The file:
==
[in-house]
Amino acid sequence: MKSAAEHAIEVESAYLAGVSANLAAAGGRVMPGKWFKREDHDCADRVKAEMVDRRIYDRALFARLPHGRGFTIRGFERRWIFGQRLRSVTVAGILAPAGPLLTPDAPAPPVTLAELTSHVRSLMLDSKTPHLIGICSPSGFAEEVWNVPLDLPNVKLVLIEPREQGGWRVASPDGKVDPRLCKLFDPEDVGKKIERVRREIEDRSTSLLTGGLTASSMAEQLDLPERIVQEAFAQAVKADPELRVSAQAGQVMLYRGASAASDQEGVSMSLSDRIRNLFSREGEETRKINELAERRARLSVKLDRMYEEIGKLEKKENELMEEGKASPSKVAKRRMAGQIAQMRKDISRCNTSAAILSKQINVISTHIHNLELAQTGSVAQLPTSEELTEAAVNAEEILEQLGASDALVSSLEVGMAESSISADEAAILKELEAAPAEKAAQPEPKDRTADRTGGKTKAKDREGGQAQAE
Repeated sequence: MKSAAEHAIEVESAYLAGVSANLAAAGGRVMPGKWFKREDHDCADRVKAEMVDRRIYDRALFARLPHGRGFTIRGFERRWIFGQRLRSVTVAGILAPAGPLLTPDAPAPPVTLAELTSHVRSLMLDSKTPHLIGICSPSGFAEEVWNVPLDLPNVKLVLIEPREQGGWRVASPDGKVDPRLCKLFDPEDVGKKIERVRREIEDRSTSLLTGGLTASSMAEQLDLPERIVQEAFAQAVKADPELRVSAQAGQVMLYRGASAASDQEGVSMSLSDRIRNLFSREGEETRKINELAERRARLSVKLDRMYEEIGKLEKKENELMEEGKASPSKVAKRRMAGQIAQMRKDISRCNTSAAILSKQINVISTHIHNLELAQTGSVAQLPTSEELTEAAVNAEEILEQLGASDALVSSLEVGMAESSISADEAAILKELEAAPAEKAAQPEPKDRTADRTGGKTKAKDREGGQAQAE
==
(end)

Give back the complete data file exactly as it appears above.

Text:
[in-house]
Amino acid sequence: MKSAAEHAIEVESAYLAGVSANLAAAGGRVMPGKWFKREDHDCADRVKAEMVDRRIYDRALFARLPHGRGFTIRGFERRWIFGQRLRSVTVAGILAPAGPLLTPDAPAPPVTLAELTSHVRSLMLDSKTPHLIGICSPSGFAEEVWNVPLDLPNVKLVLIEPREQGGWRVASPDGKVDPRLCKLFDPEDVGKKIERVRREIEDRSTSLLTGGLTASSMAEQLDLPERIVQEAFAQAVKADPELRVSAQAGQVMLYRGASAASDQEGVSMSLSDRIRNLFSREGEETRKINELAERRARLSVKLDRMYEEIGKLEKKENELMEEGKASPSKVAKRRMAGQIAQMRKDISRCNTSAAILSKQINVISTHIHNLELAQTGSVAQLPTSEELTEAAVNAEEILEQLGASDALVSSLEVGMAESSISADEAAILKELEAAPAEKAAQPEPKDRTADRTGGKTKAKDREGGQAQAE
Repeated sequence: MKSAAEHAIEVESAYLAGVSANLAAAGGRVMPGKWFKREDHDCADRVKAEMVDRRIYDRALFARLPHGRGFTIRGFERRWIFGQRLRSVTVAGILAPAGPLLTPDAPAPPVTLAELTSHVRSLMLDSKTPHLIGICSPSGFAEEVWNVPLDLPNVKLVLIEPREQGGWRVASPDGKVDPRLCKLFDPEDVGKKIERVRREIEDRSTSLLTGGLTASSMAEQLDLPERIVQEAFAQAVKADPELRVSAQAGQVMLYRGASAASDQEGVSMSLSDRIRNLFSREGEETRKINELAERRARLSVKLDRMYEEIGKLEKKENELMEEGKASPSKVAKRRMAGQIAQMRKDISRCNTSAAILSKQINVISTHIHNLELAQTGSVAQLPTSEELTEAAVNAEEILEQLGASDALVSSLEVGMAESSISADEAAILKELEAAPAEKAAQPEPKDRTADRTGGKTKAKDREGGQAQAE